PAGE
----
Until the late 1950’s and early 60’s, the deal for government employees was that they were paid less than similar private-sector workers but got excellent benefits, especially strong pensions and almost absolute job security. And although some government workers belonged to associations, they did not have collective-bargaining rights.
The deal was a fairly good one. Although government always tends toward bloat and inefficiency, in the former scenario taxpayers didn’t pay too much. But pay and benefits had to be good enough to attract decent people to patrol the streets, clean the roads, fix the sewers, and put out fires.
In those days organized collective bargaining was entirely done by private unions, such as the AFL-CIO, the UAW, and the Teamsters. The natural tendency of unions to demand too much in labor negotiations was tempered by the risk of bankrupting the companies for which their members worked.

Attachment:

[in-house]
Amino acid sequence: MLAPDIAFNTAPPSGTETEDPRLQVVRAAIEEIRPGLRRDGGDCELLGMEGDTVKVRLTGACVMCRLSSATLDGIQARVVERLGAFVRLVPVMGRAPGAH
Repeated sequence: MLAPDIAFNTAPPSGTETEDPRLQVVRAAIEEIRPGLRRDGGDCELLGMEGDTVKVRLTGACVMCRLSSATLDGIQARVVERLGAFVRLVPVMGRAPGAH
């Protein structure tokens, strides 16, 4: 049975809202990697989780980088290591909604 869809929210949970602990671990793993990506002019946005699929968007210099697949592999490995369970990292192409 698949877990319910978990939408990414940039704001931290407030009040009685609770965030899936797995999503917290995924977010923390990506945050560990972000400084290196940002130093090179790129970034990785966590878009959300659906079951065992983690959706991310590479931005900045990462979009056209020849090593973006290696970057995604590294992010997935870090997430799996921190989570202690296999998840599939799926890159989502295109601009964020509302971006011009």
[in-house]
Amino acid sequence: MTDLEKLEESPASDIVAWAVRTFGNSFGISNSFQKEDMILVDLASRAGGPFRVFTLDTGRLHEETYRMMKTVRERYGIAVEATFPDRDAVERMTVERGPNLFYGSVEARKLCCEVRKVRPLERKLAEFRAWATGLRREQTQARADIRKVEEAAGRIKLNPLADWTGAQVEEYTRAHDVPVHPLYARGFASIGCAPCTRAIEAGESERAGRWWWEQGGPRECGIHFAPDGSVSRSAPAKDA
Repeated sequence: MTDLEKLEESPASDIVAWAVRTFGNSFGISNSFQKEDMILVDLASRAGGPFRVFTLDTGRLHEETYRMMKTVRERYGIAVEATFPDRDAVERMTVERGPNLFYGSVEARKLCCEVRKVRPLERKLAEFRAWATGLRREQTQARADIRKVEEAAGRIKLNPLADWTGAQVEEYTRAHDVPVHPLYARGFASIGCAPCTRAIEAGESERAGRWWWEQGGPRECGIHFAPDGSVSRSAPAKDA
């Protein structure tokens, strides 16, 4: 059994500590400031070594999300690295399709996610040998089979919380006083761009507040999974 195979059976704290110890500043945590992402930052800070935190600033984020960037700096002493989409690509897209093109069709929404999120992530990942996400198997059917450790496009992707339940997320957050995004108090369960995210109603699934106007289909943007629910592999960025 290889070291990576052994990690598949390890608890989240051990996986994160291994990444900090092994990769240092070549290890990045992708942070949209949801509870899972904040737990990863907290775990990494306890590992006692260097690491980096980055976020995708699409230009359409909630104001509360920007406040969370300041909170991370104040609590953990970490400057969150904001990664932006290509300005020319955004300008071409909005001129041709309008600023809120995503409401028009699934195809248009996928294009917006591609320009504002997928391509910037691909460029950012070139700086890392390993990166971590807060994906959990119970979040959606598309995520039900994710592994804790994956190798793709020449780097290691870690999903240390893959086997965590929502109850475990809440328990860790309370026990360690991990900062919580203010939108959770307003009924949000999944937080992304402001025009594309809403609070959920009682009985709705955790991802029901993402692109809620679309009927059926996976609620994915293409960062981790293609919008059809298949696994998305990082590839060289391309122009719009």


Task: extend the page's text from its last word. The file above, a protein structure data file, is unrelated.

In the late 50’s, relations between union bosses and company management, although sometimes tense, were well established under the Wagner Act (1935), which was pro-union, as well as the Taft-Hartley Act (1947), which permitted states to enact right-to-work measures and limited excessive labor power, while guaranteeing worker rights. In the mid-50’s, union membership had reached a peak of 35 percent of the U.S. labor force, rising above 50 percent in...